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Armenian PM, Speaker Meet To Ease Tensions


Armenia -- Prime Minister Nikol Pashinian (R) and Parliament Speaker Ara Babloyan.

Prime Minister Nikol Pashinian and parliament speaker Ara Babloyan reportedly agreed on Monday to defuse political tensions in Armenia following bitter recriminations traded by the country’s current and former leaders.

The two men met one week after Babloyan expressed serious concern over Pashinian’s far-reaching statements made at an August 17 rally in Yerevan.

Addressing tens of thousands of supporters, the premier accused Armenian judges of acting on orders issued by the former government and threatened to create “bodies of transitional justice.” He also announced plans to push through the parliament constitutional amendments that would facilitate the conduct of fresh parliamentary elections. He told his supporters to be ready to press lawmakers to enact those changes.

Senior representatives of former President Serzh Sarkisian’s Republican Party (HHK) reacted furiously to Pashinian’s speech, accusing him of stifling dissent, blackmailing the Armenian parliament and seeking to control the judiciary.

Babloyan, who is also affiliated with the HHK, similarly accused Pashinian of subjecting the parliament to “pressure and coercion.” “Prime Minister Pashinian’s speech at the rally contained extremely dangerous messages to the constitutional order,” he said in an August 20 statement.

The speaker added that he will discuss his “deep concerns” with Pashinian, President Armen Sarkissian as well as other Armenian officials and foreign diplomats based in Yerevan. Pashinian expressed readiness to meet him.

Babloyan’s office said that the two men reached a number of understandings at their meeting. In particular, it said, they agreed that everyone in Armenia should enjoy “freedom of speech and dissent,” that judicial independence “must not be undermined,” and that any elements of transitional justice must conform to the Armenian constitution. It was also agreed that any amendments to the Armenian constitution should be enacted as a result of “broad-based political discussions,” said the office.

The Armenian government did not issue any press releases on the meeting.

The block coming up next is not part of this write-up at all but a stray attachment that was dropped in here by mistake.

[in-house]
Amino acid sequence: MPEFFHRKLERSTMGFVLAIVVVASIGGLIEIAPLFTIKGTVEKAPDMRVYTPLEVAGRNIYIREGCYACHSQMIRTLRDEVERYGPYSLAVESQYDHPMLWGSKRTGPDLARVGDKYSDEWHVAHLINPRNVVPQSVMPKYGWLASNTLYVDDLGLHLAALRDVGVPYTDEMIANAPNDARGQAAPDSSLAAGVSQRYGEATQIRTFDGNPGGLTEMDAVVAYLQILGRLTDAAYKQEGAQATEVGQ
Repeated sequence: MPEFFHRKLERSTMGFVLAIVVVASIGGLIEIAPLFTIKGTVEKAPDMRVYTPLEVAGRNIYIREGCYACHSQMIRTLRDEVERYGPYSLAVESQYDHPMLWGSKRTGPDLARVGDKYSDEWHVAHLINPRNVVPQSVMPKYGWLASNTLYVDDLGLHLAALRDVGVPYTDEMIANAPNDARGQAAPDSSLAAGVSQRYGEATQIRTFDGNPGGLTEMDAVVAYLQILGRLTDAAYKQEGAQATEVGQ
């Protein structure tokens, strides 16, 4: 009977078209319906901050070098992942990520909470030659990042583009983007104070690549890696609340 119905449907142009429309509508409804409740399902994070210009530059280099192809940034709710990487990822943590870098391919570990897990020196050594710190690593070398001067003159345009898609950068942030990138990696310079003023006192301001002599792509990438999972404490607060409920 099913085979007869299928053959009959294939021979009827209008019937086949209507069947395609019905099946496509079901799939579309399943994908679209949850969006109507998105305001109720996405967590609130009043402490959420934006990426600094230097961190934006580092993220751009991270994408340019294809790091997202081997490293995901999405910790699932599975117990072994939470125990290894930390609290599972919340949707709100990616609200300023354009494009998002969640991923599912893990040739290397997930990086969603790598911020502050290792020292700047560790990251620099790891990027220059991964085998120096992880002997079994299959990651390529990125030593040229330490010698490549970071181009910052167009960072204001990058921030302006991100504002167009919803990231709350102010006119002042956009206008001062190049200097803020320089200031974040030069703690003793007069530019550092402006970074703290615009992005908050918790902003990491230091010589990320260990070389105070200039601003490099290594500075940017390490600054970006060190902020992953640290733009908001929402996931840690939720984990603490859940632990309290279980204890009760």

President Sarkissian welcomed the “agreements” reached at the premier’s talks with the speaker later in the day. “The president hopes that we will see positive results very soon,” read a statement by the presidential press service.

Hakob Badalian, a Yerevan-based political analyst, believes that Pashinian’s tough speech was a response to the political comeback of Robert Kocharian, another former president who is facing criminal charges stemming from the 2008 post-election violence in Yerevan. Kocharian made the announcement on August 16. HHK representatives have not ruled out the possibility of cooperating with him.

Badalian suggested that the HHK and Pashinian agreed to “restore the status quo” that existed until their latest war of words. “I think the statement [by Babloyan’s office] implies that there is no need for transitional justice, that the parliamentary elections will be held as planned and that the former government is not reneging on its pledges,” he told RFE/RL’s Armenian service.

The policy program of Pashinian’s cabinet, reluctantly approved by the HHK-controlled parliament in June, calls for the holding of snap parliamentary elections within a year. Under the existing constitution, such polls can be held only if the prime minister resigns and the National Assembly twice fails to elect his or her replacement.

In his August 17 speech, Pashinian warned of the possibility of the HHK and other parliamentary forces installing another prime minister in case of his resignation. He said his political team will therefore draft constitutional amendments that would allow the parliament to dissolve itself. But speaking to journalists on August 22, Pashinian said that this is only “one of the scenarios” considered by his government.

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